Volkswagen has been through a tough year or so. Sure, most of it was self-inflicted, what with the emission scam and subsequent fall from grace among car buyers. But a recent revelation shows how the company plans to regain consumer confidence and once more be known for innovation and quality.
The company recently announced plans to launch 30 – yes, 30 – all-new fully electric models in an effort to solidify its claim as the “green” automaker of record. From “dieselgate” to “all electric”? Maybe it’s an over correction, or it may just be the smartest way for the company to get people to (finally) stop talking about the trans-continental emissions scam.
Investing in Electric
According to the Associated Press, Matthias Mueller, VW’s CEO, said the company plans to make massive investments in clean energy cars, hoping to transform up to 25 percent of its fleet to fully electric within the next ten years.
There’s no doubt the company needs some spark, as it continues to lag behind many European competitors. Tough break for a company that was rising to the top and could have set itself up to reign over all other European automakers in total international auto sales.
Mueller called the decisions a “fundamental realignment” in the company’s core process and program. He said it was incumbent on VW to capture some lost mojo by focusing on the fastest growing market segments rather than trying to muscle back into ground it previously ceded to the competition after the emissions scandal broke.
There is no doubt that “new” and “innovative” can indeed grab attention, but can they hold that attention long enough to establish trust? Trust is vanquished much easier and faster than it can be built, much less rebuilt, so it will take more than Shiny And New to get VW back where it wants to be in the hearts and minds of consumers across the globe.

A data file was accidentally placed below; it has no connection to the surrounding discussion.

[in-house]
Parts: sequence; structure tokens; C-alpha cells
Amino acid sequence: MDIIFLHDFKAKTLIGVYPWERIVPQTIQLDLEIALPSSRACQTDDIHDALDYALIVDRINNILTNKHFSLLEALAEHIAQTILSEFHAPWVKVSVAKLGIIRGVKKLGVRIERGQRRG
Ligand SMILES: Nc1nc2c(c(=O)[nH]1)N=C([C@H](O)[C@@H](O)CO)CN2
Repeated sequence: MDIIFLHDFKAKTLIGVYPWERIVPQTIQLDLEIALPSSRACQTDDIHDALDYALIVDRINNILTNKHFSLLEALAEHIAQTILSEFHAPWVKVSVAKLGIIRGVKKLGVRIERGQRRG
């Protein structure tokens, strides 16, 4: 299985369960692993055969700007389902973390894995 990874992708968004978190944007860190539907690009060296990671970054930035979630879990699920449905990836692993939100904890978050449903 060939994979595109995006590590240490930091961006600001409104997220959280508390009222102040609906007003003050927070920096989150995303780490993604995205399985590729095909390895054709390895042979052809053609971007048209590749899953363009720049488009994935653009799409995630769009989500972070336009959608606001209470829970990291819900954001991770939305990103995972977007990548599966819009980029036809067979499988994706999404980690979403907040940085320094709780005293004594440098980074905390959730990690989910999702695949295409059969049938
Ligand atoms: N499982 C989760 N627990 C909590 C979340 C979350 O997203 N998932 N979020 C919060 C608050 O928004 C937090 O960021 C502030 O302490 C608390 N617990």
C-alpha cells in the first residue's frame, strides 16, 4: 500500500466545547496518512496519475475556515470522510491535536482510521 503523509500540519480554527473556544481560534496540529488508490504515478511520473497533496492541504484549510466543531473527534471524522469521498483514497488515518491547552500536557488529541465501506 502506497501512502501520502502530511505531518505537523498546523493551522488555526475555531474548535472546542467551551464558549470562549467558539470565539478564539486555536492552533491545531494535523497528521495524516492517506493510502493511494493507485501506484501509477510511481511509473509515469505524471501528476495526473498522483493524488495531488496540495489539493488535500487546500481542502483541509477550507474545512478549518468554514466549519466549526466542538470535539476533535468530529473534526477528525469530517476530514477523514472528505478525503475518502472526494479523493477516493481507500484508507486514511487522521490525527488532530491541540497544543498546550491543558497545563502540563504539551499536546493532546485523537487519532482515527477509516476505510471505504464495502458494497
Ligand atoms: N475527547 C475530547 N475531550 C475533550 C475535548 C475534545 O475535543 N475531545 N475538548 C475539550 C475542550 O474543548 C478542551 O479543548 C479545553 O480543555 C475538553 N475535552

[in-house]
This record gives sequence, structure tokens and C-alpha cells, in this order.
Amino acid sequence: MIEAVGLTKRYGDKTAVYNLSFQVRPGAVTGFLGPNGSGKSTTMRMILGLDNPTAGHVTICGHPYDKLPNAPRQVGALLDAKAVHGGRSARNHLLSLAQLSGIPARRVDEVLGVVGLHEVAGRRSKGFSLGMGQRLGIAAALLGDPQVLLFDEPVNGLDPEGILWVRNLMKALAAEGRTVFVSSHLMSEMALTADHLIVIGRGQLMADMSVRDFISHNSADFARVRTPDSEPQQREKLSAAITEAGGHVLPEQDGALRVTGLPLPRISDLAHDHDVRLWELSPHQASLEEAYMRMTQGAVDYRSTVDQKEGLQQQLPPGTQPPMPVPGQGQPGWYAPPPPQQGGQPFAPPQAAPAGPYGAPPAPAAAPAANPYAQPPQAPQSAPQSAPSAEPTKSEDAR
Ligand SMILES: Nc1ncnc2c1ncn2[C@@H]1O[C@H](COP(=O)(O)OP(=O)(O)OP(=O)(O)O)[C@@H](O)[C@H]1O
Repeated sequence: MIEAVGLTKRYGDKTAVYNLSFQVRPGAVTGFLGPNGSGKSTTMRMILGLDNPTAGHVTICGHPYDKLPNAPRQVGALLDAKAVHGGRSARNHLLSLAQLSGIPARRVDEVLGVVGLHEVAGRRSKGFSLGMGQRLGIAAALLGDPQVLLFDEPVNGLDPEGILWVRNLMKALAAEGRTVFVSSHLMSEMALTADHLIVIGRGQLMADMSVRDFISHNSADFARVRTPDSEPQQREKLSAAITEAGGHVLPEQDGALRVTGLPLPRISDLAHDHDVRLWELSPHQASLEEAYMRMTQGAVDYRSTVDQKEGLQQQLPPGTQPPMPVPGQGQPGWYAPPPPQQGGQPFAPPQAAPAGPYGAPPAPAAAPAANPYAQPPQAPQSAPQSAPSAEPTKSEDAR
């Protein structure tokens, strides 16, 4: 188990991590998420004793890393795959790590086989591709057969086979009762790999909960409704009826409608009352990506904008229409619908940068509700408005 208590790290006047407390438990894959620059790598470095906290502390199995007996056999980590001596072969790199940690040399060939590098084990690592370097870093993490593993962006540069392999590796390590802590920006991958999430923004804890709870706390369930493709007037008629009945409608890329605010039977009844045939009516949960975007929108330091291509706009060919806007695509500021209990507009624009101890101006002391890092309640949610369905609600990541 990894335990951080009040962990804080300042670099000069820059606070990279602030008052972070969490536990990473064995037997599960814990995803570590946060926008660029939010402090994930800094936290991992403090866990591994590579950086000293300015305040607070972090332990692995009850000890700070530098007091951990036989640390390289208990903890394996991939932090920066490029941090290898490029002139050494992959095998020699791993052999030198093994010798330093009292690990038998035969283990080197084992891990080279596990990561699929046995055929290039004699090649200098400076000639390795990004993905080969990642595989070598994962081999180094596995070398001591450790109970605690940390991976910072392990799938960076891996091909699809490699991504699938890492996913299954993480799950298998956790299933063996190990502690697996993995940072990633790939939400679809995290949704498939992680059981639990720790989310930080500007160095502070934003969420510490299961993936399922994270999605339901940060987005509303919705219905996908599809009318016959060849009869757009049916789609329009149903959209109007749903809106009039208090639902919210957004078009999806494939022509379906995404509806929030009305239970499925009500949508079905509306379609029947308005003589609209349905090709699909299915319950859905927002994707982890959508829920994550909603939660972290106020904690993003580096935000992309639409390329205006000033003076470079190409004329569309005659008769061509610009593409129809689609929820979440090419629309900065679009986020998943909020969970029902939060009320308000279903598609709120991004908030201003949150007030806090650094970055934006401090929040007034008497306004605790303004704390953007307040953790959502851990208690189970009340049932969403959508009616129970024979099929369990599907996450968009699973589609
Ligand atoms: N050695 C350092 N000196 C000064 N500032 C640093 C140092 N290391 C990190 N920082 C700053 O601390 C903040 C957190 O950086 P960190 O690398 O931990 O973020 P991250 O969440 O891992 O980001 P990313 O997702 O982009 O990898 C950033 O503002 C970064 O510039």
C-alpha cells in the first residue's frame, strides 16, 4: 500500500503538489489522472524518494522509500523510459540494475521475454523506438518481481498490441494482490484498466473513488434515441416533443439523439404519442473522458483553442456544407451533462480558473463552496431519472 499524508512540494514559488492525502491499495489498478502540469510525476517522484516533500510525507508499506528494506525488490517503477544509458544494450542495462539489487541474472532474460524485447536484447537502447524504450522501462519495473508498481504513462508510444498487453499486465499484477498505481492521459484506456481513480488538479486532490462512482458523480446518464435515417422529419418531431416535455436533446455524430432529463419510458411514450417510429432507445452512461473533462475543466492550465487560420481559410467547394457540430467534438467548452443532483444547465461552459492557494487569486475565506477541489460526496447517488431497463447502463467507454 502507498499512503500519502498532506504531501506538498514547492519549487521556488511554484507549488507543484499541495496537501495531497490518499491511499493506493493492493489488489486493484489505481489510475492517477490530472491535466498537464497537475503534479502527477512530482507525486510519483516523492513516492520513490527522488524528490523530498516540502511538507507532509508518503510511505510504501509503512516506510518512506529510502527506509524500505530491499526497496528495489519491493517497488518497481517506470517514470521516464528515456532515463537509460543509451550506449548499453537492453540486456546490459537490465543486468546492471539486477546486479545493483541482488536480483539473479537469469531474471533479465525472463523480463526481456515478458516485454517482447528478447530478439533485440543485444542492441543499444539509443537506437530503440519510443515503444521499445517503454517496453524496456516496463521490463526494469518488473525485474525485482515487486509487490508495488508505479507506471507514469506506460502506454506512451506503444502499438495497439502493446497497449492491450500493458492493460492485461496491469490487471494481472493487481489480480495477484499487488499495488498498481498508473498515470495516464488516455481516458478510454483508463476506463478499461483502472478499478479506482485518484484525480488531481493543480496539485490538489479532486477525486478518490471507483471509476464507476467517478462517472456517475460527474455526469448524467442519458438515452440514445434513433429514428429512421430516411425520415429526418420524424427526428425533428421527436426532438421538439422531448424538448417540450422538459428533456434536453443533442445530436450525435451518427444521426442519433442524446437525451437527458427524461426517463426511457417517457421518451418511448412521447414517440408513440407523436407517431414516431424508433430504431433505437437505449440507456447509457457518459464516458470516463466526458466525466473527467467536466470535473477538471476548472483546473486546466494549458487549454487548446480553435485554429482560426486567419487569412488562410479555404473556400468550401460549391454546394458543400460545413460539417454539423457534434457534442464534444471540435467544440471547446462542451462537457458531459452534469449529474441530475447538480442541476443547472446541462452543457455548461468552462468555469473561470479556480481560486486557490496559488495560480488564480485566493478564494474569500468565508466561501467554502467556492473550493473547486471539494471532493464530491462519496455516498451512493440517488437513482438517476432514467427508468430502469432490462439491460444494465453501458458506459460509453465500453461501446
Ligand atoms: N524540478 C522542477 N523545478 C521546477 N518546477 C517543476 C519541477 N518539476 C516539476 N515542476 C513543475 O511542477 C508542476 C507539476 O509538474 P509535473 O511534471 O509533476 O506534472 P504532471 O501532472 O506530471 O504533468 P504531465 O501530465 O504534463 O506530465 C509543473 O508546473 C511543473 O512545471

Consumers Demand Transparency
Part of that fundamental realignment must be to address the culture that not only encouraged but rewarded cheating until they got caught. Consumers don’t expect car companies to be saints. We all understand how competitive that marketplace is. But, really, don’t lie to us, especially about something that could be fixed but was designed to be deceitful.
And that’s the rub. VW didn’t cover up a mishap, they, according to multiple media reports, colluded and conspired to delude the consumer public. That’s going to be a charge that no amount of electricity will be able to redirect on its own…
David Milberg is a financial analyst in New York City.